The film often superimposes two titles or subtitles over each other, collage-style, or allows people or objects in the frame to partly obscure written words; at a New York screening of "Goodbye to Language" a few weeks back, the first time the film played around with text in this way, you could see a few critics sort of leaning to one side, as if attempting to see around whatever was on top of the thing that they wanted to see. The movie also uses 3-D to create something like 2 1/2 D, by which I mean, you're aware of separate planes within the same image, seemingly separated by indeterminate space, yet each plane is two-dimensional, which means the net effect is like looking through a series of scrims, each emblazoned with a silkscreened image. (Godard has contributed episodes to two 3-D anthology films, "The Three Disasters" and "The Bridges of Sarajevo." Clearly this format is not just a lark to him.)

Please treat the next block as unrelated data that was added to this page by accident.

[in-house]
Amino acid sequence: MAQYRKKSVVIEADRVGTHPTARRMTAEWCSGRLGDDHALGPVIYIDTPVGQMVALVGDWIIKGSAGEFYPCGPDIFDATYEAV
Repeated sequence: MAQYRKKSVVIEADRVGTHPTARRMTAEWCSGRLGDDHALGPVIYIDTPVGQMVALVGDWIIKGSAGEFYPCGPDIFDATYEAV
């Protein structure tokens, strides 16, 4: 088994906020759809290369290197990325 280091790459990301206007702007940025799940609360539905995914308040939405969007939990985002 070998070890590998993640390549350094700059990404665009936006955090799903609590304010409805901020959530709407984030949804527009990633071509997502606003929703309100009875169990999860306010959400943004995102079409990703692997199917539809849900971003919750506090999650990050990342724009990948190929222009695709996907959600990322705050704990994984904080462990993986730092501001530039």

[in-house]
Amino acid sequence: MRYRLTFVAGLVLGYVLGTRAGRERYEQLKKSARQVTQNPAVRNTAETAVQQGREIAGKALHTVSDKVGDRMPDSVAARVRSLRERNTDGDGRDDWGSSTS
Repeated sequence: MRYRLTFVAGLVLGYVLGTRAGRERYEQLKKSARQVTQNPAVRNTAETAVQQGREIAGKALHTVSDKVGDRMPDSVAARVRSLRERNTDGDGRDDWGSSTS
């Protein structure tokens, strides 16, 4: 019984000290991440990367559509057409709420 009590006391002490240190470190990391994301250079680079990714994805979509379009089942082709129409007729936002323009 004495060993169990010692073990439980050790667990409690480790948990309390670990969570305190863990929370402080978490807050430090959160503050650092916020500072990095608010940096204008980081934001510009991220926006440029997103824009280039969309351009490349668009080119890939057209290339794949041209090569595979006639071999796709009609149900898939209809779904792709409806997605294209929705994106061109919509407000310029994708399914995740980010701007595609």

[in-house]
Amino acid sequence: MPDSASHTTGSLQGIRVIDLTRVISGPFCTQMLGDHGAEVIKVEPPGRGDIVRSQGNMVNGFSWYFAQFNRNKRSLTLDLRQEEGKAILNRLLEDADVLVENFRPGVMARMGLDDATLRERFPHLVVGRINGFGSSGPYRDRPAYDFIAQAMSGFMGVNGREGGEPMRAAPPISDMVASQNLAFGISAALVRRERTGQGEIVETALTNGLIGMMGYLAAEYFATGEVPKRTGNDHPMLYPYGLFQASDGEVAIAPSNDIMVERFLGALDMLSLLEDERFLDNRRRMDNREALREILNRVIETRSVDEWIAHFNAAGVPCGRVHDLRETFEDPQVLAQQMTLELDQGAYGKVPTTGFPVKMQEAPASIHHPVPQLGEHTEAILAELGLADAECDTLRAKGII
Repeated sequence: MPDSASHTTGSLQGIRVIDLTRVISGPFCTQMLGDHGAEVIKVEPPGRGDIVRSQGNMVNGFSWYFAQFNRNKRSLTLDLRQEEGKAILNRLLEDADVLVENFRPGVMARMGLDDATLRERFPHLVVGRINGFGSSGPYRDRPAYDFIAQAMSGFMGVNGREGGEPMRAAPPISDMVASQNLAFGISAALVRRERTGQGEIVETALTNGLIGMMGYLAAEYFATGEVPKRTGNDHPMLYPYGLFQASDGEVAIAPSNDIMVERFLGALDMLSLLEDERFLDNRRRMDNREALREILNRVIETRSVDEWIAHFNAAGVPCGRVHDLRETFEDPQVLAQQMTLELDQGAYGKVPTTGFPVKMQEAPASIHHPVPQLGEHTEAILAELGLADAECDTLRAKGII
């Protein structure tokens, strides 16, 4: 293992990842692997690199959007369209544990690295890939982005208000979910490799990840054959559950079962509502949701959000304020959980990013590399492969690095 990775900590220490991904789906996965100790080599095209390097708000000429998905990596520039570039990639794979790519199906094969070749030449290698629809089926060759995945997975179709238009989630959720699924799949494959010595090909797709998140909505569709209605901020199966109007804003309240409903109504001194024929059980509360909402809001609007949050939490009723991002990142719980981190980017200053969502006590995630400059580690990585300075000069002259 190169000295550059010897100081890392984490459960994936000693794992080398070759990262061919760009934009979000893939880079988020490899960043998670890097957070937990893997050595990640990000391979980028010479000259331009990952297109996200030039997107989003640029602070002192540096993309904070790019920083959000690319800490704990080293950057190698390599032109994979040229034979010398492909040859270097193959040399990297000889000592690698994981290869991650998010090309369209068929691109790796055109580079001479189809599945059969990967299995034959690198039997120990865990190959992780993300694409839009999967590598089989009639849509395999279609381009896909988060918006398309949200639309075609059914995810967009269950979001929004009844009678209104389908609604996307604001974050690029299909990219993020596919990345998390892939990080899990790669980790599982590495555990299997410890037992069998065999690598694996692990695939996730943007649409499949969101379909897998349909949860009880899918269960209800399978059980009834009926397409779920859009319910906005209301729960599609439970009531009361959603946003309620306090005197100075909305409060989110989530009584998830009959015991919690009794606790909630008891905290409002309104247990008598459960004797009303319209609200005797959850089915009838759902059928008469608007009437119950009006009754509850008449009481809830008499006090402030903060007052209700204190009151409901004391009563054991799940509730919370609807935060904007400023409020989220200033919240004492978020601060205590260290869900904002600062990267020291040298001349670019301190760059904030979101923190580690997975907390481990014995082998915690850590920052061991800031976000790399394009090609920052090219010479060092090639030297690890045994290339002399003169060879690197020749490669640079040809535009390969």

Shooting in digital video again, the 83-year old director plays with color saturation, exposure, light and shadow. In shots taken through the windshield of a car zipping down a highway at night, the blacks have been crushed so that you can't see any background detail; red taillights in the background become splashes of red. In a shot of roses in a green field, the red of the flowers has been cranked up so that the color smears and seems to be trying to escape the petals, like spirits escaping a body. An intriguingly Malick-ian point-of-view shot looking up at trees festooned with fall leaves favors two colors: orange for the leaves and violet for the sky. And of course there are lots and lots and lots of shots of dogs. Godard loves dogs.